The operation and opening of the container of the present invention is shown in more detail in FIGS. 4, 5, and 6. Hand-hold flapa 18 is punched into the interior of box 10 by pressure along cut line 14 to fold flap 18 inward along score line 16. This forms hand-hold opening 17 as shown in FIG. 5. Pouring means 60 can then be retrieved from the interior of box 10 through hand-hold opening 17. Also flaps 25 and 27 are opened by bending the flaps upwardly along score lines 26 and 28 respectively. This forms passageway 21 between openings 29 and 17. Pouring means 60 is moved through passageway 21 to opening 29 and flaps 25 and 27 are returned to their original positions, or as close to their original positions as possible. Opening 29 and flaps 25 and 27 hold pouring means 60 in place for dispensing.

Pouring means 60 will include a suitable closure 61 which can be secured by any conventional means including screw threads, and the like. Also other conventional closure means for pouring means 60 can be used.

The container is used to dispense materials in the following manner. Closure 61 is removed from pouring means 60 while pouring means 60 is in an upright position. One hand is placed through opening 17 and the container is lifted. The other hand of the person using the container is placedin the opening in rear wall 40 formed by flap 48. The container can then be easily tilted to dispense the product contained within the container. By placing the hand-holds in the position as illustrated, the user has good leverage to control the amount of product dispensed.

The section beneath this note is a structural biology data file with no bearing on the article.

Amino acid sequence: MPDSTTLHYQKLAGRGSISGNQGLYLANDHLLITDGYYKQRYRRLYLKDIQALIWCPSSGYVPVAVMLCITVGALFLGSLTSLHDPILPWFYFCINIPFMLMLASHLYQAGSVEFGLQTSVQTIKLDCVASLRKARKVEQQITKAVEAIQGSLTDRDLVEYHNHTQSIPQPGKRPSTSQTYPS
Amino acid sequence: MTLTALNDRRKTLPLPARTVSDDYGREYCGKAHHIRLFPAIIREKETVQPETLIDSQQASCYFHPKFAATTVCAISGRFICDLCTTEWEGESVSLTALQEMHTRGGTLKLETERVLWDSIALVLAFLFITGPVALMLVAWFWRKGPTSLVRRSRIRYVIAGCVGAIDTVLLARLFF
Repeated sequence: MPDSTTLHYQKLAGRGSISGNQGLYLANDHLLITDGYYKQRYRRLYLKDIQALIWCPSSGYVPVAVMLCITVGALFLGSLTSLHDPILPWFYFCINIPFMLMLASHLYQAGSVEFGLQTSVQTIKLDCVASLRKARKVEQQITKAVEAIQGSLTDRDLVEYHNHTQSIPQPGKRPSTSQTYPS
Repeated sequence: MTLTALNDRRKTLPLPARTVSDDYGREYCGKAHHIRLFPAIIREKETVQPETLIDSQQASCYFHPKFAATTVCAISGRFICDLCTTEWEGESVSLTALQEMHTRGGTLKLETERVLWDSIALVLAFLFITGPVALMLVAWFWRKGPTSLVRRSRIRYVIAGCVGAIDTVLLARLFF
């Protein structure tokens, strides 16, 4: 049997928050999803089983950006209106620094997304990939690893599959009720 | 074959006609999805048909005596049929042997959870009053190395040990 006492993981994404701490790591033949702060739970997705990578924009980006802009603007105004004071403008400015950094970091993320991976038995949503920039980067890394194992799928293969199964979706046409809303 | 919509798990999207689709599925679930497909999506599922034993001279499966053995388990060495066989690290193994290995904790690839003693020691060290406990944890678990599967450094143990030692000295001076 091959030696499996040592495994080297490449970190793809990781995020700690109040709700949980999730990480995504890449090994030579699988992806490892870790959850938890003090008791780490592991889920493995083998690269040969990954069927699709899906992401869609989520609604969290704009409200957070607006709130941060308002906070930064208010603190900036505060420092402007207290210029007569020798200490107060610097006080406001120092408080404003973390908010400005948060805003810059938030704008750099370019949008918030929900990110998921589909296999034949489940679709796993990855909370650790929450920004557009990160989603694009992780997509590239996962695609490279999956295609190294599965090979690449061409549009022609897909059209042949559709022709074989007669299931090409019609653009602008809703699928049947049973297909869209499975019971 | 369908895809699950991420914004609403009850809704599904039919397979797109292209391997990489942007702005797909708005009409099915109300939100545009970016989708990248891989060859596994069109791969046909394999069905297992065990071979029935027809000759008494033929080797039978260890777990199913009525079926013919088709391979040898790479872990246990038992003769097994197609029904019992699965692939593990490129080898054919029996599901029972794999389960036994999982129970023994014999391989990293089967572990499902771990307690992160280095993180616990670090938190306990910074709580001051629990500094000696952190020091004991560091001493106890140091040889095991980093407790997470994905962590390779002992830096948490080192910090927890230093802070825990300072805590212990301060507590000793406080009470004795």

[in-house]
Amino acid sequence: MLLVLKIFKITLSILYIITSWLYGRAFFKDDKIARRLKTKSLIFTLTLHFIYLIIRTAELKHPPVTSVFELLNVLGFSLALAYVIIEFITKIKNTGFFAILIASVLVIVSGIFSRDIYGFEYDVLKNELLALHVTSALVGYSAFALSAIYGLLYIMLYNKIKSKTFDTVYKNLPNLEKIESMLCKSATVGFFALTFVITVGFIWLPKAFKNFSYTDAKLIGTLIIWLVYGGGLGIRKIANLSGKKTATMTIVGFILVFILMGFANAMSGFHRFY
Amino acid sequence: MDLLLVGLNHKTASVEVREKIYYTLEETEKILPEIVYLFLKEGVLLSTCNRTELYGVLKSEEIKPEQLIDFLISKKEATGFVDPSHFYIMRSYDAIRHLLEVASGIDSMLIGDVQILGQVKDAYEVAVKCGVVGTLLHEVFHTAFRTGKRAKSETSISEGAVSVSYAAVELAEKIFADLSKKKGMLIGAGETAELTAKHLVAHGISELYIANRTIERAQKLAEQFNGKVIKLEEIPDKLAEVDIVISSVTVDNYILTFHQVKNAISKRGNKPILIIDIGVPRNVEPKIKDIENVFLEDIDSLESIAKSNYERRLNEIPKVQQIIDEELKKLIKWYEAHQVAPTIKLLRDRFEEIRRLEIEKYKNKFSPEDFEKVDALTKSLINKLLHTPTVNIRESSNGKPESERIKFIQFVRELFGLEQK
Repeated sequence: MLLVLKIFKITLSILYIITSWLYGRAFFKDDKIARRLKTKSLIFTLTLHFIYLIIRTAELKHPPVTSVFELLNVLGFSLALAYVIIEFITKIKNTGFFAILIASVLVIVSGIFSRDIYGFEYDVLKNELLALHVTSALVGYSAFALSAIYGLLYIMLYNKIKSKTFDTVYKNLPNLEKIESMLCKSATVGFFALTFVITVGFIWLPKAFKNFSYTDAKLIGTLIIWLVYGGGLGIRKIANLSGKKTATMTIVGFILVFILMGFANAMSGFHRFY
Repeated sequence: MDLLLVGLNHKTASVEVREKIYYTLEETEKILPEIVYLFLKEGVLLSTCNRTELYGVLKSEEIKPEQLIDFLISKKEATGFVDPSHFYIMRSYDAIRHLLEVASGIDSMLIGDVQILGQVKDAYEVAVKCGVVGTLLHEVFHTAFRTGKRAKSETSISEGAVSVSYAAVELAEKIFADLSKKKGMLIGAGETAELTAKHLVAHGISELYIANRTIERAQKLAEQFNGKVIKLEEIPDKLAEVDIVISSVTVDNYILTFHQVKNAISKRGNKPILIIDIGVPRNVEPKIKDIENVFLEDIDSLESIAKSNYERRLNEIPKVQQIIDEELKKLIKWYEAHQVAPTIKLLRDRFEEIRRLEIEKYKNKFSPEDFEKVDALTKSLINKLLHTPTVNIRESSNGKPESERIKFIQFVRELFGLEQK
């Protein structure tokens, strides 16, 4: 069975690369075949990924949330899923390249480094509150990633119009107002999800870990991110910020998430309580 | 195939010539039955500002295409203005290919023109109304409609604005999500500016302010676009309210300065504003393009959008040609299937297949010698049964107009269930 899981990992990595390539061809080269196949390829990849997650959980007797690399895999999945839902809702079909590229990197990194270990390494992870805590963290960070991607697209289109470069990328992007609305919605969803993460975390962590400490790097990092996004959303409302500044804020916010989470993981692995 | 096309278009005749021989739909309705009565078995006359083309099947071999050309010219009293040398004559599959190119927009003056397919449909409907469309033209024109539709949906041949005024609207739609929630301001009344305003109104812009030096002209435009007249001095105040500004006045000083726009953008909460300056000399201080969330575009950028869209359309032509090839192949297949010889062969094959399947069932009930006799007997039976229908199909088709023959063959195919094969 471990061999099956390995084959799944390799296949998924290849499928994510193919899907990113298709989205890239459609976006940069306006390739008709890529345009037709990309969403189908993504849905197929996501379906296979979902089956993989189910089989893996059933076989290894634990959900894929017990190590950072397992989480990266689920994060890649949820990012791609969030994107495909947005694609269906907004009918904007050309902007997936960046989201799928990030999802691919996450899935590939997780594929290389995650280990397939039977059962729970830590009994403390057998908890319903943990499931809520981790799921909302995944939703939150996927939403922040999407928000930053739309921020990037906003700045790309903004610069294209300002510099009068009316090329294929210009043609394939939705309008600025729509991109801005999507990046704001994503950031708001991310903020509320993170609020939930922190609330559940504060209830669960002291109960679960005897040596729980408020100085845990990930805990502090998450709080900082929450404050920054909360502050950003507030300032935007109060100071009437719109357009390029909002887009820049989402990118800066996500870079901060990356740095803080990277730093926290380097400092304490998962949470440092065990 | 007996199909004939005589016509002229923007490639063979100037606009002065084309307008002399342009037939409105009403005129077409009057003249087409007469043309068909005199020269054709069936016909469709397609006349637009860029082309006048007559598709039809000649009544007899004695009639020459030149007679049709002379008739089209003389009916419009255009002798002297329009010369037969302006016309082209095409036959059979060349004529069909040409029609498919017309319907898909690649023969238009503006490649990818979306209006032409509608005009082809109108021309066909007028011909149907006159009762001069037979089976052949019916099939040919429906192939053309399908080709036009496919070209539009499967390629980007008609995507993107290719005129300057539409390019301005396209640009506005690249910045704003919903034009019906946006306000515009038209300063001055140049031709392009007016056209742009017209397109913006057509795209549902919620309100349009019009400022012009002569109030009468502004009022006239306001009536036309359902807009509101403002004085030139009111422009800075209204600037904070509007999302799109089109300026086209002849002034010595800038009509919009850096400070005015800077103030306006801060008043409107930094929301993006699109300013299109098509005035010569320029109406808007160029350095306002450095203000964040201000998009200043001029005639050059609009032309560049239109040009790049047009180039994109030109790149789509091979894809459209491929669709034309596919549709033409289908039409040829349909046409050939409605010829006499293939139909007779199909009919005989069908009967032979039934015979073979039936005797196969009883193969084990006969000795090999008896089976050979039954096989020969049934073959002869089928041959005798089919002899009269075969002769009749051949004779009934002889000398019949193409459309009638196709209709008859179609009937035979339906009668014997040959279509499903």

The invention of the present invention has been described by means of the above preferred embodiment. The invention is only limited, however, by the following claims.

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U.S. Classification229/117.3, 229/117.24, 222/183, 229/117.13
International ClassificationB65D5/468, B65D77/06
Cooperative ClassificationB65D5/4608, B65D77/065
European ClassificationB65D77/06B2, B65D5/46B1
Legal Events
Nov 17, 1988ASAssignment
Owner name: S.C. JOHNSON & SON, INC., RACINE, WI
Aug 17, 1992FPAYFee payment
Year of fee payment: 4
Nov 5, 1996REMIMaintenance fee reminder mailed
Mar 30, 1997LAPSLapse for failure to pay maintenance fees
Jun 10, 1997FPExpired due to failure to pay maintenance fee
Effective date: 19970402